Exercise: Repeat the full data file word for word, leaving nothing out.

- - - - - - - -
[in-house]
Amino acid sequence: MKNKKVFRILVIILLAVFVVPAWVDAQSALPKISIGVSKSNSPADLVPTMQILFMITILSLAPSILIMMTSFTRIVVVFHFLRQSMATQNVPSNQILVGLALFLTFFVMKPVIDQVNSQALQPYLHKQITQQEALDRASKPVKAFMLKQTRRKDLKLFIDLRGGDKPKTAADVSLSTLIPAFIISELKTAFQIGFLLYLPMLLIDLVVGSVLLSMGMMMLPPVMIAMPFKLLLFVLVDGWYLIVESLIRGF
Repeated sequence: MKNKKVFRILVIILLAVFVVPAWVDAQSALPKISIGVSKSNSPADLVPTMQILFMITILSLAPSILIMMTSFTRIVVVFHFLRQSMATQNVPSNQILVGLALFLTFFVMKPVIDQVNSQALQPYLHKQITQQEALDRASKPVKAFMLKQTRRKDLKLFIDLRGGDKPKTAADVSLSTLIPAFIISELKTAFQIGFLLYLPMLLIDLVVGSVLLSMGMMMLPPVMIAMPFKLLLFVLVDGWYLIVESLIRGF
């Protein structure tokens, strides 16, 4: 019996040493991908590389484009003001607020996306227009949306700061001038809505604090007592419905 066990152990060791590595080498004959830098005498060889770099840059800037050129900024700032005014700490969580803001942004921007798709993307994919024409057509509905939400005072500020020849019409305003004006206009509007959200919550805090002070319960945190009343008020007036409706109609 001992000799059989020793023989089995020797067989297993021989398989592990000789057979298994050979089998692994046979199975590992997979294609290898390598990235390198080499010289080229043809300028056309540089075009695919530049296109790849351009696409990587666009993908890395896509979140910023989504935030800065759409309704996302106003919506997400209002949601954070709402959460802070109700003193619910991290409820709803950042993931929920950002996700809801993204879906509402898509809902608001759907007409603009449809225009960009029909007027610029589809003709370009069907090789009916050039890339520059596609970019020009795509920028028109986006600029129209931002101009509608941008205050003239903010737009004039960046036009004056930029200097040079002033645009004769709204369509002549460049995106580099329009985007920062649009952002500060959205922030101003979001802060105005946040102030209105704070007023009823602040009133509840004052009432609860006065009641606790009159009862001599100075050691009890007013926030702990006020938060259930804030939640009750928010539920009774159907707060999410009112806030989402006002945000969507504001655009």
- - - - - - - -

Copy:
[in-house]
Amino acid sequence: MKNKKVFRILVIILLAVFVVPAWVDAQSALPKISIGVSKSNSPADLVPTMQILFMITILSLAPSILIMMTSFTRIVVVFHFLRQSMATQNVPSNQILVGLALFLTFFVMKPVIDQVNSQALQPYLHKQITQQEALDRASKPVKAFMLKQTRRKDLKLFIDLRGGDKPKTAADVSLSTLIPAFIISELKTAFQIGFLLYLPMLLIDLVVGSVLLSMGMMMLPPVMIAMPFKLLLFVLVDGWYLIVESLIRGF
Repeated sequence: MKNKKVFRILVIILLAVFVVPAWVDAQSALPKISIGVSKSNSPADLVPTMQILFMITILSLAPSILIMMTSFTRIVVVFHFLRQSMATQNVPSNQILVGLALFLTFFVMKPVIDQVNSQALQPYLHKQITQQEALDRASKPVKAFMLKQTRRKDLKLFIDLRGGDKPKTAADVSLSTLIPAFIISELKTAFQIGFLLYLPMLLIDLVVGSVLLSMGMMMLPPVMIAMPFKLLLFVLVDGWYLIVESLIRGF
């Protein structure tokens, strides 16, 4: 019996040493991908590389484009003001607020996306227009949306700061001038809505604090007592419905 066990152990060791590595080498004959830098005498060889770099840059800037050129900024700032005014700490969580803001942004921007798709993307994919024409057509509905939400005072500020020849019409305003004006206009509007959200919550805090002070319960945190009343008020007036409706109609 001992000799059989020793023989089995020797067989297993021989398989592990000789057979298994050979089998692994046979199975590992997979294609290898390598990235390198080499010289080229043809300028056309540089075009695919530049296109790849351009696409990587666009993908890395896509979140910023989504935030800065759409309704996302106003919506997400209002949601954070709402959460802070109700003193619910991290409820709803950042993931929920950002996700809801993204879906509402898509809902608001759907007409603009449809225009960009029909007027610029589809003709370009069907090789009916050039890339520059596609970019020009795509920028028109986006600029129209931002101009509608941008205050003239903010737009004039960046036009004056930029200097040079002033645009004769709204369509002549460049995106580099329009985007920062649009952002500060959205922030101003979001802060105005946040102030209105704070007023009823602040009133509840004052009432609860006065009641606790009159009862001599100075050691009890007013926030702990006020938060259930804030939640009750928010539920009774159907707060999410009112806030989402006002945000969507504001655009």